Primary care network

Primary care networks were introduced into the National Health Service in England as part of the NHS Long Term Plan, published in January 2019. The 2019 General Practitioner contract gave the opportunity for GP practices to join networks, each with between 30,000 and 50,000 patients. The stated aim is to create fully integrated community-based health services[1] which will be an important component of integrated care systems.[2]

By June 2019 1,259 primary care networks had been established across England, with an average population covered of about 42,000 patients, and including all but about 55 practices. About 25 had decided not to participate.[3]

Networks will be required to deliver seven national service specifications. Structured medication reviews, enhanced health in care homes, anticipatory care (with community services), personalised care and supporting early cancer diagnosis were to start by April 2020. Cardiovascular disease case-finding and locally agreed action to tackle inequalities are to start in 2021.

This model was pioneered by the vanguard projects established under 2014's Five Year Forward View. The networks will hold local contracts for enhanced services. They will have 'expanded neighbourhood teams', which the plan envisages 'will comprise a range of staff such as GPs, pharmacists, district nurses, community geriatricians, dementia workers and allied health professionals such as physiotherapists and podiatrists/chiropodists, joined by social care and the voluntary sector'.[4]

Evidence of the effectiveness of this approach is rather limited, according to a 2019 review in the Health Policy journal.[5]

Modality Partnership and Our Health Partnership, two of the biggest GP super-partnerships, proposed in 2019 to lead networks across the country, which may include practices not in their organisations.[6]


Funding will be provided for the employment of clinical pharmacists and social prescribing link workers in 2019/20, and subsequently for physiotherapists, physician associates and paramedics.[7] Each network was given £37,810 to fund a clinical pharmacist post for 2019/2020, to cover 70% of the costs, with the network expected to cover the rest. The intention is that each network will have five clinical pharmacists by 2024 – about one per practice[8] – providing altogether an additional 7,500 pharmacists.[9]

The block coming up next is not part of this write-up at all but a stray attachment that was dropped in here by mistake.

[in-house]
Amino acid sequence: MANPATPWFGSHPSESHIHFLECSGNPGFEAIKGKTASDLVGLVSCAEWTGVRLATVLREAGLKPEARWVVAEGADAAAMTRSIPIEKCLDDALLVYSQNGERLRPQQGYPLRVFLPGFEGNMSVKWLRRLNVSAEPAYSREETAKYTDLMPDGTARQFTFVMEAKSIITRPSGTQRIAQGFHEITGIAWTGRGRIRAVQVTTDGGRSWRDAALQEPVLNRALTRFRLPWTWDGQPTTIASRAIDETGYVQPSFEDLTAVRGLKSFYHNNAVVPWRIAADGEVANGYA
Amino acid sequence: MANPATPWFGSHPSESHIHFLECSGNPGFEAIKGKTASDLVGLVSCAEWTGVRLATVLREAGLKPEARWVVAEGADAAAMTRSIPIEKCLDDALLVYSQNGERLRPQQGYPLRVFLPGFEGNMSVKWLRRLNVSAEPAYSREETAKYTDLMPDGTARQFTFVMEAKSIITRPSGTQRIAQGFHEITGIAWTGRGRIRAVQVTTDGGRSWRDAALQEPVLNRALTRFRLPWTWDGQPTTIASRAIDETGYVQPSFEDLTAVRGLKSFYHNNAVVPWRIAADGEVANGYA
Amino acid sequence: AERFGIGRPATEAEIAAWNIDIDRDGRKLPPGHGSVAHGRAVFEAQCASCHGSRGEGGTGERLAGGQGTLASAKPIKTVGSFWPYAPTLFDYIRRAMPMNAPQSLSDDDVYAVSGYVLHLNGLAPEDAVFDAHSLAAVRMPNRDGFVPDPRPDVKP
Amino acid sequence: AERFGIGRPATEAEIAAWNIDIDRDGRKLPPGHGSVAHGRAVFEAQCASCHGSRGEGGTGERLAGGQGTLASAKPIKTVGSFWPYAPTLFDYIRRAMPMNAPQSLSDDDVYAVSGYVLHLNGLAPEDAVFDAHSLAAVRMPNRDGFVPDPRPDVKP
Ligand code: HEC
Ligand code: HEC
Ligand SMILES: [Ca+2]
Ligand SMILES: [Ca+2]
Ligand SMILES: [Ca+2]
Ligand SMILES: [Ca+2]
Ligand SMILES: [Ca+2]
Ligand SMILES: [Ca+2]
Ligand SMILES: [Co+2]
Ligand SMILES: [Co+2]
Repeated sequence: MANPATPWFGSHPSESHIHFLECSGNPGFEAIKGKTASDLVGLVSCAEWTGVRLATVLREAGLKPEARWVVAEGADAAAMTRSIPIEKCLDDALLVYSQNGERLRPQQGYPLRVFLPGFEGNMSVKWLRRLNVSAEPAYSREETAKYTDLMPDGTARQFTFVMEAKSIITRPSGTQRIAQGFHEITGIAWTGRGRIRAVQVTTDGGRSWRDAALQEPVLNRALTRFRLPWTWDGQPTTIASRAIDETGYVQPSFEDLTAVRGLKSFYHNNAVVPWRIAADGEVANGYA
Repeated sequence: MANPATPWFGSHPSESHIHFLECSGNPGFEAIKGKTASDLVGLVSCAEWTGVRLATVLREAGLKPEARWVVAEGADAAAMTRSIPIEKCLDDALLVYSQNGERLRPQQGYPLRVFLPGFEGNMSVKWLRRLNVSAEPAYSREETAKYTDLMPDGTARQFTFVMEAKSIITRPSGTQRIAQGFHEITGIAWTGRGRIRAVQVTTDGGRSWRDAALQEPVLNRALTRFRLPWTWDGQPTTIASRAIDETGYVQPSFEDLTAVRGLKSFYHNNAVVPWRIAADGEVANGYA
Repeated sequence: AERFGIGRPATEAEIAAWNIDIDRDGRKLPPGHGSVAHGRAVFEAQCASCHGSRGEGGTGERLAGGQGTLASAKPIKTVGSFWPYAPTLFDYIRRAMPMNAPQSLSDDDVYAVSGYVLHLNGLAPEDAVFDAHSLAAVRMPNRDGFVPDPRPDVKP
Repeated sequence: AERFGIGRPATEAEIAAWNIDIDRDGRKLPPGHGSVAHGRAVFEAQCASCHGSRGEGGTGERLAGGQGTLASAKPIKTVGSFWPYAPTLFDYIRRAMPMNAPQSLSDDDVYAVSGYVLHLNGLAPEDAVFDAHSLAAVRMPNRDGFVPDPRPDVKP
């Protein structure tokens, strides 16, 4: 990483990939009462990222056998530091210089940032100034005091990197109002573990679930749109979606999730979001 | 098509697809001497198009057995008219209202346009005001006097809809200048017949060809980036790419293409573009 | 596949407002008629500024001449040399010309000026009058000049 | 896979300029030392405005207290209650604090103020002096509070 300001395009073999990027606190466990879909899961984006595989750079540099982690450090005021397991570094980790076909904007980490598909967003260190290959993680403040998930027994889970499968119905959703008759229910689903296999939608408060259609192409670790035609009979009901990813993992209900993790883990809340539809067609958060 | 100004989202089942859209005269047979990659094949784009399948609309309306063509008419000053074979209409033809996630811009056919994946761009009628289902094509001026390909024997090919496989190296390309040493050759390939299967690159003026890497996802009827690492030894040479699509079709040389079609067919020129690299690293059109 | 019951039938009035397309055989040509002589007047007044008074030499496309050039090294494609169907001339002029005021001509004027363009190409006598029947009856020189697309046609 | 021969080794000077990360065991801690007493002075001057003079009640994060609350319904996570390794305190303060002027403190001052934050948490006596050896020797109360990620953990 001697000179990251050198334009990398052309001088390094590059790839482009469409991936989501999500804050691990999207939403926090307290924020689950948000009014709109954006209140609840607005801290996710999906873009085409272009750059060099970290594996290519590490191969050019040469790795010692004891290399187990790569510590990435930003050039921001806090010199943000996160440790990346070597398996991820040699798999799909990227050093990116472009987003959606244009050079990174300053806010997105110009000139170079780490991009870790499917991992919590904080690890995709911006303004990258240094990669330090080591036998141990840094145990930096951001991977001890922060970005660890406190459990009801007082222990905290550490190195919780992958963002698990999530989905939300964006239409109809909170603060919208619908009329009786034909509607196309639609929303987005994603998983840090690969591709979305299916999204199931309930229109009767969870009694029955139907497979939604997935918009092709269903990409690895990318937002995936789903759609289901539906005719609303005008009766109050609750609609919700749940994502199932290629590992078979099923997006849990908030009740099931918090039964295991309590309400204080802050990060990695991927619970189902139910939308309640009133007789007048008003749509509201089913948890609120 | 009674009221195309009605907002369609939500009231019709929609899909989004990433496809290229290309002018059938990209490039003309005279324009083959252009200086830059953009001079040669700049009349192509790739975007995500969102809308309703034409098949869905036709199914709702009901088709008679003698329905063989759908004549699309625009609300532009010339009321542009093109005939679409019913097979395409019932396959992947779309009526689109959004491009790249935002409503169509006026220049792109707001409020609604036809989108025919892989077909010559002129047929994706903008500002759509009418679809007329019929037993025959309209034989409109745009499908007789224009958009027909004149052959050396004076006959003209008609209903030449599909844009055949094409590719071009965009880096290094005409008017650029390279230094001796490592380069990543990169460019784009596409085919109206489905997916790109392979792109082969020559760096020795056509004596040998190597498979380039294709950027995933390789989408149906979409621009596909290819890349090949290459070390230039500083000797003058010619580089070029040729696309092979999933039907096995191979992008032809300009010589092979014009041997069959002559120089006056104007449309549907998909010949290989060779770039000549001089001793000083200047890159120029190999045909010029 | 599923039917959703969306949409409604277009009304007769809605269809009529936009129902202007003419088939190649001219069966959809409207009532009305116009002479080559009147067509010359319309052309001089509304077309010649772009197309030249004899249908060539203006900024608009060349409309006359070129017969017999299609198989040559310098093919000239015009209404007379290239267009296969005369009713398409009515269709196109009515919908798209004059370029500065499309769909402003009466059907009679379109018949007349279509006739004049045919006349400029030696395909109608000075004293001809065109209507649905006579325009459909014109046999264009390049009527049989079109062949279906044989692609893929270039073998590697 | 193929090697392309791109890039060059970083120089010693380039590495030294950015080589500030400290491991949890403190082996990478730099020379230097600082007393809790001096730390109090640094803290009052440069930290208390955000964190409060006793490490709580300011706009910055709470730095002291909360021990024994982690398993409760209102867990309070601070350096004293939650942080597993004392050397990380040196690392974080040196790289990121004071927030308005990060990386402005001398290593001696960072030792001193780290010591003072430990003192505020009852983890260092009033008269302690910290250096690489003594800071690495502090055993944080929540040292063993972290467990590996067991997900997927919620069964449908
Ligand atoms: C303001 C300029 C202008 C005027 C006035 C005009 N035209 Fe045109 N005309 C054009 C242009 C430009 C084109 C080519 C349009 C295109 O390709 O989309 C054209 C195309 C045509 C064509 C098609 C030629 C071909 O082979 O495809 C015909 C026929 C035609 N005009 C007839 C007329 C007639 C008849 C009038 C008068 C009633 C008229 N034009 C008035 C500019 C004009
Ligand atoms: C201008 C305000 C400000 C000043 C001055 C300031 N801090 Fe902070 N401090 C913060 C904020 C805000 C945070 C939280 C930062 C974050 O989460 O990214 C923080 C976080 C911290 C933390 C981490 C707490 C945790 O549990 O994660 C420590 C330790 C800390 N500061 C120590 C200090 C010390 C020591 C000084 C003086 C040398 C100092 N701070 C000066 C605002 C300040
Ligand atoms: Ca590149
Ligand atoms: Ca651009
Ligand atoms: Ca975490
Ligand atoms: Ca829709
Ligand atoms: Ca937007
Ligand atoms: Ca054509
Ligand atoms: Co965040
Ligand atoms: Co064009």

In November 2019 NHS England announced a change in financial rules which will permit networks to meet management costs of the charities and other organisations which supply social prescriber link workers.[10]


  1. ^ "Primary care networks are about much more than general practice". Health Service Journal. 6 February 2019. Retrieved 17 March 2019.
  2. ^ "PCNs need right support to manage local population health". Health Service Journal. 2 August 2021. Retrieved 6 September 2021.
  3. ^ "GPs to form 1,300 primary care networks". Health Service Journal. 27 June 2019. Retrieved 23 August 2019.
  4. ^ "New GP contract to mandate practices to join primary care networks". Pulse. 7 January 2019. Retrieved 17 March 2019.
  5. ^ Pettigrew, Louisa; Et, al (January 2019). "Lessons for 'large-scale' general practice provider organisations in England from other inter-organisational healthcare collaborations". Health Policy. 123 (1): 51–61. doi:10.1016/j.healthpol.2018.10.017. PMID 30509873.
  6. ^ "Superpractices looking to take leadership roles on GP networks across England". Pulse. 12 April 2019. Retrieved 16 April 2019.
  7. ^ "Primary care networks explained". Kings Fund. 13 March 2019. Retrieved 7 May 2019.
  8. ^ "Every primary care network to get £38,000 to fund new clinical pharmacist role in 2019". Pharmaceutical Journal. 31 January 2019. Retrieved 17 March 2019.
  9. ^ "Number of clinical pharmacists expected to work in PCNs rises to 7,500 by 2023/2024". Pharmaceutical Journal. 16 September 2019. Retrieved 19 November 2019.
  10. ^ "PCNs permitted to pay charities' management costs". Health Service Journal. 27 November 2019. Retrieved 11 January 2020.

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